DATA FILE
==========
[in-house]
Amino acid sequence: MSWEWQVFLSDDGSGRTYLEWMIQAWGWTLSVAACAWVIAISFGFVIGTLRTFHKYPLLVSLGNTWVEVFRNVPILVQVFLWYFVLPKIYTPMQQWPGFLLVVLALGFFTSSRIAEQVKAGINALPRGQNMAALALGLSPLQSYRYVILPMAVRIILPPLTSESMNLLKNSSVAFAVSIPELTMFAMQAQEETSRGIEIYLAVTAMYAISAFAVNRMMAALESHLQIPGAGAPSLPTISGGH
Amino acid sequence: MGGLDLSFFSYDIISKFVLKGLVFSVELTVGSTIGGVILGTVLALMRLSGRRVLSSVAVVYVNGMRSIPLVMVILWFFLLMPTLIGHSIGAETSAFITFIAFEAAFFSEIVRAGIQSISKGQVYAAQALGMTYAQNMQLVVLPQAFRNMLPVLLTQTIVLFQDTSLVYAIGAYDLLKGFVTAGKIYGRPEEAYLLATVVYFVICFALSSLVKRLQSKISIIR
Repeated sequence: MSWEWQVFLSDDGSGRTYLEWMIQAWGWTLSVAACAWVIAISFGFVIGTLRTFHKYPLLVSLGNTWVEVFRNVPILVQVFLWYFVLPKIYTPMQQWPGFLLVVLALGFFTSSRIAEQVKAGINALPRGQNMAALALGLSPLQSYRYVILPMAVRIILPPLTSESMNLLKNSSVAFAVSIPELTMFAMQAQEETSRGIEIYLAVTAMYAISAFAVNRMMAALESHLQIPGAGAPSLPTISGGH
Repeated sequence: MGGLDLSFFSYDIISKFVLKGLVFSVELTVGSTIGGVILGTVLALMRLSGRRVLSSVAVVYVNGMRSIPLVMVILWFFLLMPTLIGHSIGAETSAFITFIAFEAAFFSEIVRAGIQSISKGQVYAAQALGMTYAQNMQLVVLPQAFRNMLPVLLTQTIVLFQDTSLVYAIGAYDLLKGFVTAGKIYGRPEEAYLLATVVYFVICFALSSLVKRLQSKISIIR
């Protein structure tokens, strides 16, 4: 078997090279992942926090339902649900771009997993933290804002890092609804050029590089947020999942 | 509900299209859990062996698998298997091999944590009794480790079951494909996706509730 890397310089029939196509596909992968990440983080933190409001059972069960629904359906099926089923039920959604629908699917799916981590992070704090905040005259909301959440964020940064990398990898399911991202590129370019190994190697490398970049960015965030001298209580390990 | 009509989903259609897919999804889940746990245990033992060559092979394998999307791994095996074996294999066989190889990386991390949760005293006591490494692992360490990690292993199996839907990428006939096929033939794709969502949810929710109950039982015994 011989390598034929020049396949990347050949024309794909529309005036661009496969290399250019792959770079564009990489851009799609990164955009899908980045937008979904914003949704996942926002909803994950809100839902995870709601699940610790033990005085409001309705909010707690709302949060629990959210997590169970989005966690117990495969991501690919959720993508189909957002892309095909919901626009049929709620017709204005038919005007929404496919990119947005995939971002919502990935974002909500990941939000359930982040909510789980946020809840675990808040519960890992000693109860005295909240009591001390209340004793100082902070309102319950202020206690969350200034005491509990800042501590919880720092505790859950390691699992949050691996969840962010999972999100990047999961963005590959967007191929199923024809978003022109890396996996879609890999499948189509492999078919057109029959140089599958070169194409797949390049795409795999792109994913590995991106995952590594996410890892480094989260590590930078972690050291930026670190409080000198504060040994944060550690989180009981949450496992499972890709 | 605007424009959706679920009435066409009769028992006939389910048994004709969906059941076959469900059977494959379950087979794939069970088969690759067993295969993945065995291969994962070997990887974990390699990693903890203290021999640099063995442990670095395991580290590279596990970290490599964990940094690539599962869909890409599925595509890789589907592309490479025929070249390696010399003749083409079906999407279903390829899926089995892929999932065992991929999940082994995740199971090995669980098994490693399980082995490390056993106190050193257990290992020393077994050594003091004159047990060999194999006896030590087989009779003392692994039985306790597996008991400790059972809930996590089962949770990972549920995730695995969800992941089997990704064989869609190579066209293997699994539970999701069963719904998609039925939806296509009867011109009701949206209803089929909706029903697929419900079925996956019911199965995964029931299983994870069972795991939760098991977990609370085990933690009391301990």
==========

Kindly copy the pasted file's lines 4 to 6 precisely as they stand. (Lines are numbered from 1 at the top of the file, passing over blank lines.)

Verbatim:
Repeated sequence: MSWEWQVFLSDDGSGRTYLEWMIQAWGWTLSVAACAWVIAISFGFVIGTLRTFHKYPLLVSLGNTWVEVFRNVPILVQVFLWYFVLPKIYTPMQQWPGFLLVVLALGFFTSSRIAEQVKAGINALPRGQNMAALALGLSPLQSYRYVILPMAVRIILPPLTSESMNLLKNSSVAFAVSIPELTMFAMQAQEETSRGIEIYLAVTAMYAISAFAVNRMMAALESHLQIPGAGAPSLPTISGGH
Repeated sequence: MGGLDLSFFSYDIISKFVLKGLVFSVELTVGSTIGGVILGTVLALMRLSGRRVLSSVAVVYVNGMRSIPLVMVILWFFLLMPTLIGHSIGAETSAFITFIAFEAAFFSEIVRAGIQSISKGQVYAAQALGMTYAQNMQLVVLPQAFRNMLPVLLTQTIVLFQDTSLVYAIGAYDLLKGFVTAGKIYGRPEEAYLLATVVYFVICFALSSLVKRLQSKISIIR
């Protein structure tokens, strides 16, 4: 078997090279992942926090339902649900771009997993933290804002890092609804050029590089947020999942 | 509900299209859990062996698998298997091999944590009794480790079951494909996706509730 890397310089029939196509596909992968990440983080933190409001059972069960629904359906099926089923039920959604629908699917799916981590992070704090905040005259909301959440964020940064990398990898399911991202590129370019190994190697490398970049960015965030001298209580390990 | 009509989903259609897919999804889940746990245990033992060559092979394998999307791994095996074996294999066989190889990386991390949760005293006591490494692992360490990690292993199996839907990428006939096929033939794709969502949810929710109950039982015994 011989390598034929020049396949990347050949024309794909529309005036661009496969290399250019792959770079564009990489851009799609990164955009899908980045937008979904914003949704996942926002909803994950809100839902995870709601699940610790033990005085409001309705909010707690709302949060629990959210997590169970989005966690117990495969991501690919959720993508189909957002892309095909919901626009049929709620017709204005038919005007929404496919990119947005995939971002919502990935974002909500990941939000359930982040909510789980946020809840675990808040519960890992000693109860005295909240009591001390209340004793100082902070309102319950202020206690969350200034005491509990800042501590919880720092505790859950390691699992949050691996969840962010999972999100990047999961963005590959967007191929199923024809978003022109890396996996879609890999499948189509492999078919057109029959140089599958070169194409797949390049795409795999792109994913590995991106995952590594996410890892480094989260590590930078972690050291930026670190409080000198504060040994944060550690989180009981949450496992499972890709 | 605007424009959706679920009435066409009769028992006939389910048994004709969906059941076959469900059977494959379950087979794939069970088969690759067993295969993945065995291969994962070997990887974990390699990693903890203290021999640099063995442990670095395991580290590279596990970290490599964990940094690539599962869909890409599925595509890789589907592309490479025929070249390696010399003749083409079906999407279903390829899926089995892929999932065992991929999940082994995740199971090995669980098994490693399980082995490390056993106190050193257990290992020393077994050594003091004159047990060999194999006896030590087989009779003392692994039985306790597996008991400790059972809930996590089962949770990972549920995730695995969800992941089997990704064989869609190579066209293997699994539970999701069963719904998609039925939806296509009867011109009701949206209803089929909706029903697929419900079925996956019911199965995964029931299983994870069972795991939760098991977990609370085990933690009391301990």